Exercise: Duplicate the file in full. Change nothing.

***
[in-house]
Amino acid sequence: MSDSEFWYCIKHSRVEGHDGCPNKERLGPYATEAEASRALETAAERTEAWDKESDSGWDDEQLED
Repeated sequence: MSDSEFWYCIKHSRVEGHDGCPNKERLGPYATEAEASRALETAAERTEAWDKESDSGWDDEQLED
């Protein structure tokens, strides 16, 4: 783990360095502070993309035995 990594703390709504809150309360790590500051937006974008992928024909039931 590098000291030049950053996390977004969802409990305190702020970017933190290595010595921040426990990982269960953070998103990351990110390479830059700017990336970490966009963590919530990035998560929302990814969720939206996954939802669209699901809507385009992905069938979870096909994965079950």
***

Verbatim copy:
[in-house]
Amino acid sequence: MSDSEFWYCIKHSRVEGHDGCPNKERLGPYATEAEASRALETAAERTEAWDKESDSGWDDEQLED
Repeated sequence: MSDSEFWYCIKHSRVEGHDGCPNKERLGPYATEAEASRALETAAERTEAWDKESDSGWDDEQLED
């Protein structure tokens, strides 16, 4: 783990360095502070993309035995 990594703390709504809150309360790590500051937006974008992928024909039931 590098000291030049950053996390977004969802409990305190702020970017933190290595010595921040426990990982269960953070998103990351990110390479830059700017990336970490966009963590919530990035998560929302990814969720939206996954939802669209699901809507385009992905069938979870096909994965079950």